“I don't know. But I remember something. I came here on purpose. I think I knew how to fight the Storm, but I have forgotten. Forgotten it all.”
“Not all, Waldfrid.“ Aloethar remarked to the giant Derlander that he was speaking perfect Medebic, right down to using Aloethar's particular clan-dialect and idioms. Waldfrid's bewildered look faded somewhat. “It taught me things. The Source was everything; it knew everything. When I touched it I saw everything, but it was too much. I saw how to stop the Storm, but I've forgotten.”
Aloethar made up his mind quickly. He had to ride off to meet the Storm before it overtook the southward caravan, assuming it hadn't done so already, but he wasn't going to leave Waldfrid here unprotected, despite all the trouble the man had caused. He sloped off down the side of his camel, landing awkwardly. Going to the saddlebags, he fetched out a Stone, and took it to Waldfrid. “I have four more. I am going to stop the Storm. As I get nearer it will be drawn this way, towards the Stones I carry. If it comes towards you, throw this one into it as far as you can, and run the other way.”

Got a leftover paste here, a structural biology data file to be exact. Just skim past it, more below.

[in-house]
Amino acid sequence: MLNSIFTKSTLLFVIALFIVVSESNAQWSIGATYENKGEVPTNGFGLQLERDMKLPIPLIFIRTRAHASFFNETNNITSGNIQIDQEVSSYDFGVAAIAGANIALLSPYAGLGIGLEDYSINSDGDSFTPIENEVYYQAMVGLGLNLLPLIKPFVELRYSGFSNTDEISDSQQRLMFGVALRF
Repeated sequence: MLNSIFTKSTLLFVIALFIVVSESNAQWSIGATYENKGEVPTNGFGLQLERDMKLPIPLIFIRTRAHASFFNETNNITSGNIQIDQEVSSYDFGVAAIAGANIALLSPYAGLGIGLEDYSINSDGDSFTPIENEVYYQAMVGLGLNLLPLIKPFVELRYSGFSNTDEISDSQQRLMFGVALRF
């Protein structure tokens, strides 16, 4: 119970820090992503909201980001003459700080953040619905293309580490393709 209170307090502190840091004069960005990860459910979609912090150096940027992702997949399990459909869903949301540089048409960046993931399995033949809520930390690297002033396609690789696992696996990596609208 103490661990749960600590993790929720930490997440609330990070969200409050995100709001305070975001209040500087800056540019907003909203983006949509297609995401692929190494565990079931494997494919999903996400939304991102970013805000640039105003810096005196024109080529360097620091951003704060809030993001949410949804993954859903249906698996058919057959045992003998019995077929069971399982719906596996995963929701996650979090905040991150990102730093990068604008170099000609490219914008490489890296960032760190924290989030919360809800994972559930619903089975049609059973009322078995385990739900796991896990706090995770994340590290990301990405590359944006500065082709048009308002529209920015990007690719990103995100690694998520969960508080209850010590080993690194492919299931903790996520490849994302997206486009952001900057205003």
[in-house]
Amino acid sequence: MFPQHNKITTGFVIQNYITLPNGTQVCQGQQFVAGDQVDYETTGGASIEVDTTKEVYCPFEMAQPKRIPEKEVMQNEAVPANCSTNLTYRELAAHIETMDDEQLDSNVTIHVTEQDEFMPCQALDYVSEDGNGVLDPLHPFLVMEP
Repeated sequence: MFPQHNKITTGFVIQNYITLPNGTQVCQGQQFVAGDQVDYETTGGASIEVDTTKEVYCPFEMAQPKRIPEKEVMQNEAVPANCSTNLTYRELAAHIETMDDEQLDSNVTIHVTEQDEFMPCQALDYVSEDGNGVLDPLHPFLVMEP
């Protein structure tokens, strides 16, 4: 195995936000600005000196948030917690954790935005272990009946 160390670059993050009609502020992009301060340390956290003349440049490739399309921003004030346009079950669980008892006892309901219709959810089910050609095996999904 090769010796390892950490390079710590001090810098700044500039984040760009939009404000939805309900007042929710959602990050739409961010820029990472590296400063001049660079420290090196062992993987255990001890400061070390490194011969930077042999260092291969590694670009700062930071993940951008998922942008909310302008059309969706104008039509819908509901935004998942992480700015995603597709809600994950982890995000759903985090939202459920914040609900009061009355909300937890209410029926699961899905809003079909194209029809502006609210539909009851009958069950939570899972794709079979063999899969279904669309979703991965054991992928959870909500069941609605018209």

Waldfrid took the Stone. “No, that is no good.” He hefted the Stone in his palm. “I will come with you. You cannot do this alone. Besides, my memory is returning – your kohol was good. I remember now what I did. I would like to make amends for breaking your still, brewer.”
“Let's do it, Aloethar.”